Once I'd picked up the clothes from the floor and tidied away some pliers that I'd brought upstairs to fix a necklace clasp, and straightened the rug in front of the dressing table, and wiped the makeup smears off the mirror, and kicked some errant shoes back into my wardrobe, I gave a soft hiccup and stood still for a moment. With a sigh, I dragged my clothes off my body and flung them like contaminated objects into the laundry basket, and went numbly to have a shower.  

The water was too hot, but I let it sting my poor pale skin and felt the weight of my long, wet, red hair hang down my back. I missed Caleb's soft, exploratory, respectful hands already. My body ached for them, but the thought of them on her disgusted me. I hated her for what she represented: before the accident, Caleb probably wouldn't have looked twice at plain, red-haired me. I had no talent for saving lives, or strategy, or lap-dancing, or whatever the fuck it was that she could do, but in a way, his injuries had given me a chance to get to know him. And yet still he had wanted her, deadly and beautiful as a Beretta, with her killer body and her life-saving handsAnd she had to come muscling back in and take him from me. "Fucking little shit," I spat, regretting it instantly as the bitter taste of shampoo filled my mouth in a stream of innocent white bubbles. I spat like a farm hand into the shower tray, and started to rinse the shampoo out.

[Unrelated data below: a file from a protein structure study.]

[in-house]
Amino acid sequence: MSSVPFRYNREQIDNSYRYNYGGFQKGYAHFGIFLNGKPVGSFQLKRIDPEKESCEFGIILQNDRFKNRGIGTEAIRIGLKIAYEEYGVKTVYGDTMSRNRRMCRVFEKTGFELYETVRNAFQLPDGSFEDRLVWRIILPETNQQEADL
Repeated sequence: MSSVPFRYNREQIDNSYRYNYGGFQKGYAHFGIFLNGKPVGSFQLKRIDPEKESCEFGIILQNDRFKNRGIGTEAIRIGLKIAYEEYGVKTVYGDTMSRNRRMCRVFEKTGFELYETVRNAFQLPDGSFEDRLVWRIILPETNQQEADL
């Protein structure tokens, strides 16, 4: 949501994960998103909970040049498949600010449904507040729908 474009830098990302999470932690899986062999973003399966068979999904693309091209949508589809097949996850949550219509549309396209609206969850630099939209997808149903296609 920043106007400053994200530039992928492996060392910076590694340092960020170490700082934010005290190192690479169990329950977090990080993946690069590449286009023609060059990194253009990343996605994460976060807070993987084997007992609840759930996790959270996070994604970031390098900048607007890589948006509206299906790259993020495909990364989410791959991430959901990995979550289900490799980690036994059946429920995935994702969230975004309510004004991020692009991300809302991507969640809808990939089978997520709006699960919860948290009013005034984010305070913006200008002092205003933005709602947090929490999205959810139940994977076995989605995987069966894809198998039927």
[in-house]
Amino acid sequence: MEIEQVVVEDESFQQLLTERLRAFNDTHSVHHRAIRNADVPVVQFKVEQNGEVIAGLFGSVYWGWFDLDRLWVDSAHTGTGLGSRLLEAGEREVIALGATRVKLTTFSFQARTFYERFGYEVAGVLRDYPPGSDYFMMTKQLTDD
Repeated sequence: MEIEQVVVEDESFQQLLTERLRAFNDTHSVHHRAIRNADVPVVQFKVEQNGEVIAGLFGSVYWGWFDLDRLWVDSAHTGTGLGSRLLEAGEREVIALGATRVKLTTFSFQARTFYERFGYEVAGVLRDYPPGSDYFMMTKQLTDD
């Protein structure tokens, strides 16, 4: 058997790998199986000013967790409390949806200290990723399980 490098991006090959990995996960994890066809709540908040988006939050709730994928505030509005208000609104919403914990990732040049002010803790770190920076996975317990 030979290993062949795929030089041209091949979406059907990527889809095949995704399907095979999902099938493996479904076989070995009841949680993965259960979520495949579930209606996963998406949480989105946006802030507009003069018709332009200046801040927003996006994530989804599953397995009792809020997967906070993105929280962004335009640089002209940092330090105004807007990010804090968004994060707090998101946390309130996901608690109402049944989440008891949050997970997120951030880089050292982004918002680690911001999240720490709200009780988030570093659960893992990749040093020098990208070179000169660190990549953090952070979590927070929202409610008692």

The frequent messages from her that he tried to hide from me, or deliberately avoided telling me about, had been like drops of acid into limestone, forming a huge, empty void in our relationship, eaten away by his silence and my jealousy. I scrubbed the last bubbles from my hair and leaned back into the jet of water again to let it cover me, enveloping and cocooning me in its flow. Maybe I could just dissolve away, I thought. Maybe I never have to leave here and it’ll all just disappearUrgh. Get a grip.  

Towel wrapped around my head in a turban, wet hair ends dripping out down my back, I returned to my room and climbed into my baggiest, ugliestsnuggliest pyjamas and curled into bed.  

I had an answerphone message and six texts, four of which were missed call notifications.  

Deciding I'd only wake up at 2am wondering what he'd said, I took a deep breath and read the messages first. I didn't want to hear his voice just yet, and that delicious, beautiful stammering of his. 

I'm sorry, the first message began, which instantly made that red anger well up. "Are you really?" I snarled at the iridescent screen in front of me. "Because you didn't look very sorry when you had that woman wrapping herself around your waistband!"